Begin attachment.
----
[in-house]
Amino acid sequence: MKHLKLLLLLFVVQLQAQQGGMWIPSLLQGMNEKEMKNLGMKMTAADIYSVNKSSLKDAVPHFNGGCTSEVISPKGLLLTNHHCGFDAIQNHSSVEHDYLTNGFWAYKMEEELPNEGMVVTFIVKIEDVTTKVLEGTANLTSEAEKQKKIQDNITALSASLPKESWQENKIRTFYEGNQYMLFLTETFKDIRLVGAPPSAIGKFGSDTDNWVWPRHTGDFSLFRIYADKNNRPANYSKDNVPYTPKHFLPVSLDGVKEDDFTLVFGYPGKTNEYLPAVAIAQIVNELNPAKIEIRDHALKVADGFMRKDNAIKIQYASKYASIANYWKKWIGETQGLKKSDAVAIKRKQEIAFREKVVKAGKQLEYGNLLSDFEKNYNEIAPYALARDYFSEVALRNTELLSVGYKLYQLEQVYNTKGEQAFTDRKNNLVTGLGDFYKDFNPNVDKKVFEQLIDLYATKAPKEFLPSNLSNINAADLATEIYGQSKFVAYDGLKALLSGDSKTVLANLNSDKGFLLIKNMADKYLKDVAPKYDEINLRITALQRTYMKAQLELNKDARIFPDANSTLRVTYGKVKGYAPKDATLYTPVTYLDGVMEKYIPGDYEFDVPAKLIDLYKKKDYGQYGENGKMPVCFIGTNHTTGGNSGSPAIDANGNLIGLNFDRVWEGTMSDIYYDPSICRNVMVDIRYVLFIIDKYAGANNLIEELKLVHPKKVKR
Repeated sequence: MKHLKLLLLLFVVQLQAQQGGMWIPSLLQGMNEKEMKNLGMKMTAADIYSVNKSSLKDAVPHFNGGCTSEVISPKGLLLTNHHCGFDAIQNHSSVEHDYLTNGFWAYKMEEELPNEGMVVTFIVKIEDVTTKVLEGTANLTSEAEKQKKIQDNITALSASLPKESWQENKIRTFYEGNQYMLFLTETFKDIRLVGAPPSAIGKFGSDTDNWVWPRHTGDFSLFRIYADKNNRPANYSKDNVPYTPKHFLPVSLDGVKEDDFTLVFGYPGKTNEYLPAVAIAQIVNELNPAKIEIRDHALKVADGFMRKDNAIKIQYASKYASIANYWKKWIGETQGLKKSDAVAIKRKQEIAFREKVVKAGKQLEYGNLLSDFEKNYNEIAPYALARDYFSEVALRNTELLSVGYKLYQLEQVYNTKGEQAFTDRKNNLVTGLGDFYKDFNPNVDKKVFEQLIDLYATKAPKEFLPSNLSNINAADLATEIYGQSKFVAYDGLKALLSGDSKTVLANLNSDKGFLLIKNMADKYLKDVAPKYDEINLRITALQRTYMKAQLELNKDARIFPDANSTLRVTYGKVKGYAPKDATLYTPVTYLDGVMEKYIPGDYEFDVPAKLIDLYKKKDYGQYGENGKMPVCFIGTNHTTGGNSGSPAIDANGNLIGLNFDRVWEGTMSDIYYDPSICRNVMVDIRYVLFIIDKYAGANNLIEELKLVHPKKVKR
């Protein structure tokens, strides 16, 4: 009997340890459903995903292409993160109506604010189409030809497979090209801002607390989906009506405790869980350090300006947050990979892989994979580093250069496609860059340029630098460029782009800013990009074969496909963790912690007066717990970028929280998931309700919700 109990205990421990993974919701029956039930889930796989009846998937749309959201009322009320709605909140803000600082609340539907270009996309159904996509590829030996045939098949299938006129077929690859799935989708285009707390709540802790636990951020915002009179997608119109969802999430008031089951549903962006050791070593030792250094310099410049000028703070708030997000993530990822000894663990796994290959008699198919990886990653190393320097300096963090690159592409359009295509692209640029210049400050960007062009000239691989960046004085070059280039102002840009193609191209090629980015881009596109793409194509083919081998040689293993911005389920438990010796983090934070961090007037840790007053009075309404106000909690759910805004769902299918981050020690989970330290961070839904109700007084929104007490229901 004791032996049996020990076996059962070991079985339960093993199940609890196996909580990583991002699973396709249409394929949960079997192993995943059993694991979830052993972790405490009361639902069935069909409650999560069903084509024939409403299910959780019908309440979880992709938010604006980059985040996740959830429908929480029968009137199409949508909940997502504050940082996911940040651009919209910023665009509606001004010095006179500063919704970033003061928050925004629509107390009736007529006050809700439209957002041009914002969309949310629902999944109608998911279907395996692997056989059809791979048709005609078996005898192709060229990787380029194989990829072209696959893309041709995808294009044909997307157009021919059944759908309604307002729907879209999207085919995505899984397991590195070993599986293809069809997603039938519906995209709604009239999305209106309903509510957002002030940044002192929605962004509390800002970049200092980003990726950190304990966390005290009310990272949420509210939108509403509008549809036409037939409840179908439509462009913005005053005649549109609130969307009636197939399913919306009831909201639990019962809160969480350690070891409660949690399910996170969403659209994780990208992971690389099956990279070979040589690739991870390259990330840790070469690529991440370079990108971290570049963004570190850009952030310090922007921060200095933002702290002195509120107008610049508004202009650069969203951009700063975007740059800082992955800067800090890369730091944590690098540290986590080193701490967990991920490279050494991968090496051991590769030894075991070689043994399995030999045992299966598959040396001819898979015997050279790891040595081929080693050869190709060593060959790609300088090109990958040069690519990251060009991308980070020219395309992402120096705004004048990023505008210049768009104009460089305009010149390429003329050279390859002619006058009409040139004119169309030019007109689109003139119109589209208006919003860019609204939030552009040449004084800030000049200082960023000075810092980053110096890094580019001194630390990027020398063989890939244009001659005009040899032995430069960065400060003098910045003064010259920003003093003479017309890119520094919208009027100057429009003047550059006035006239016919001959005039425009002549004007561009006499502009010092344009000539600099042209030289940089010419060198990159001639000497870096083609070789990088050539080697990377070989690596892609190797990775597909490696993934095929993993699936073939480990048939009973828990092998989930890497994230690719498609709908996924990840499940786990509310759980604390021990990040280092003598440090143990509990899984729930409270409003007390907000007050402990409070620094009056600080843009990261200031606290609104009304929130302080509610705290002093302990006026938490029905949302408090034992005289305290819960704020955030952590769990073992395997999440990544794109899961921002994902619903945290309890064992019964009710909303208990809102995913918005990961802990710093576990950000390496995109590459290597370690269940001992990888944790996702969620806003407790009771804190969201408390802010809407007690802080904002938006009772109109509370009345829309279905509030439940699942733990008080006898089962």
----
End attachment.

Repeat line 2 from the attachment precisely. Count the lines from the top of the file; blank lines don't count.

Amino acid sequence: MKHLKLLLLLFVVQLQAQQGGMWIPSLLQGMNEKEMKNLGMKMTAADIYSVNKSSLKDAVPHFNGGCTSEVISPKGLLLTNHHCGFDAIQNHSSVEHDYLTNGFWAYKMEEELPNEGMVVTFIVKIEDVTTKVLEGTANLTSEAEKQKKIQDNITALSASLPKESWQENKIRTFYEGNQYMLFLTETFKDIRLVGAPPSAIGKFGSDTDNWVWPRHTGDFSLFRIYADKNNRPANYSKDNVPYTPKHFLPVSLDGVKEDDFTLVFGYPGKTNEYLPAVAIAQIVNELNPAKIEIRDHALKVADGFMRKDNAIKIQYASKYASIANYWKKWIGETQGLKKSDAVAIKRKQEIAFREKVVKAGKQLEYGNLLSDFEKNYNEIAPYALARDYFSEVALRNTELLSVGYKLYQLEQVYNTKGEQAFTDRKNNLVTGLGDFYKDFNPNVDKKVFEQLIDLYATKAPKEFLPSNLSNINAADLATEIYGQSKFVAYDGLKALLSGDSKTVLANLNSDKGFLLIKNMADKYLKDVAPKYDEINLRITALQRTYMKAQLELNKDARIFPDANSTLRVTYGKVKGYAPKDATLYTPVTYLDGVMEKYIPGDYEFDVPAKLIDLYKKKDYGQYGENGKMPVCFIGTNHTTGGNSGSPAIDANGNLIGLNFDRVWEGTMSDIYYDPSICRNVMVDIRYVLFIIDKYAGANNLIEELKLVHPKKVKR